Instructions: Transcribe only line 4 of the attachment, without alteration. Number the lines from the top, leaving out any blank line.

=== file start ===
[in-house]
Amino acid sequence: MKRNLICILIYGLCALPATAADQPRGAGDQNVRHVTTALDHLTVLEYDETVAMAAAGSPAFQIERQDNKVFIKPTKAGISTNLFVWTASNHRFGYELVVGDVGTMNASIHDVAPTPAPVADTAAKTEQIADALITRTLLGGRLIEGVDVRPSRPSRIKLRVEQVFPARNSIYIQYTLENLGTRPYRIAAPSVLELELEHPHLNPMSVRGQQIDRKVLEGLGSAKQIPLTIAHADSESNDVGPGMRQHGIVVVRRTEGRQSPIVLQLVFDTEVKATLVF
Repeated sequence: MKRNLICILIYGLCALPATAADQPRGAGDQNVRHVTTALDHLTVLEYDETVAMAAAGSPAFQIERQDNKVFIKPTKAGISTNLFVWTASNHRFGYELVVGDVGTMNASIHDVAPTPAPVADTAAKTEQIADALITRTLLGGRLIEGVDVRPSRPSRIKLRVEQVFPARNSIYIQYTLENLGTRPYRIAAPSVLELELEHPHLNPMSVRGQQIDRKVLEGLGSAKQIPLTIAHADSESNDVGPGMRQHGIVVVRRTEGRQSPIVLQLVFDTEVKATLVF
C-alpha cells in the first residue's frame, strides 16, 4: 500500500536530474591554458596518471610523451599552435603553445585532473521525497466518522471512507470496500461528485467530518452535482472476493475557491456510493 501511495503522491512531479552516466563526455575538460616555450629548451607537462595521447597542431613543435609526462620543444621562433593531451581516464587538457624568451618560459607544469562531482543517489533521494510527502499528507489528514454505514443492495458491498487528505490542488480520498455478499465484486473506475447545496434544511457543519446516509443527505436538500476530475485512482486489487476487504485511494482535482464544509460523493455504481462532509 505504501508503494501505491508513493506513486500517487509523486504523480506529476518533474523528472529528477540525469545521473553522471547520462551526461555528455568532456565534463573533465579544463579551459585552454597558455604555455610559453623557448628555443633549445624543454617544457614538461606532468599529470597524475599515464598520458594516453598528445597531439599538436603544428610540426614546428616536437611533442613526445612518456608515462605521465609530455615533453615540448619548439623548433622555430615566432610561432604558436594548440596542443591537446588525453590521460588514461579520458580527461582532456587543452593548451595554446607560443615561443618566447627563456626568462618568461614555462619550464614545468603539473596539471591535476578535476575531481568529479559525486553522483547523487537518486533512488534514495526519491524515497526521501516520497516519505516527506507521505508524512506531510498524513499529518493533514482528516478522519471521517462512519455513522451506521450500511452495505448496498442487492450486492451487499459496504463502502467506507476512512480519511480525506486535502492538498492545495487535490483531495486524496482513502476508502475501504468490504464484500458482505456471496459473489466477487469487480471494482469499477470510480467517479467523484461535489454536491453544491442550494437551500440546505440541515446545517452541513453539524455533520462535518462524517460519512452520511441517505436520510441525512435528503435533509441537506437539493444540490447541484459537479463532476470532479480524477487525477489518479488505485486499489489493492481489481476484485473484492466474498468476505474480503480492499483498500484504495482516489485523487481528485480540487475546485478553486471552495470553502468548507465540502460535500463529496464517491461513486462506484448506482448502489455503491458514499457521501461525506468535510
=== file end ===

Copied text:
C-alpha cells in the first residue's frame, strides 16, 4: 500500500536530474591554458596518471610523451599552435603553445585532473521525497466518522471512507470496500461528485467530518452535482472476493475557491456510493 501511495503522491512531479552516466563526455575538460616555450629548451607537462595521447597542431613543435609526462620543444621562433593531451581516464587538457624568451618560459607544469562531482543517489533521494510527502499528507489528514454505514443492495458491498487528505490542488480520498455478499465484486473506475447545496434544511457543519446516509443527505436538500476530475485512482486489487476487504485511494482535482464544509460523493455504481462532509 505504501508503494501505491508513493506513486500517487509523486504523480506529476518533474523528472529528477540525469545521473553522471547520462551526461555528455568532456565534463573533465579544463579551459585552454597558455604555455610559453623557448628555443633549445624543454617544457614538461606532468599529470597524475599515464598520458594516453598528445597531439599538436603544428610540426614546428616536437611533442613526445612518456608515462605521465609530455615533453615540448619548439623548433622555430615566432610561432604558436594548440596542443591537446588525453590521460588514461579520458580527461582532456587543452593548451595554446607560443615561443618566447627563456626568462618568461614555462619550464614545468603539473596539471591535476578535476575531481568529479559525486553522483547523487537518486533512488534514495526519491524515497526521501516520497516519505516527506507521505508524512506531510498524513499529518493533514482528516478522519471521517462512519455513522451506521450500511452495505448496498442487492450486492451487499459496504463502502467506507476512512480519511480525506486535502492538498492545495487535490483531495486524496482513502476508502475501504468490504464484500458482505456471496459473489466477487469487480471494482469499477470510480467517479467523484461535489454536491453544491442550494437551500440546505440541515446545517452541513453539524455533520462535518462524517460519512452520511441517505436520510441525512435528503435533509441537506437539493444540490447541484459537479463532476470532479480524477487525477489518479488505485486499489489493492481489481476484485473484492466474498468476505474480503480492499483498500484504495482516489485523487481528485480540487475546485478553486471552495470553502468548507465540502460535500463529496464517491461513486462506484448506482448502489455503491458514499457521501461525506468535510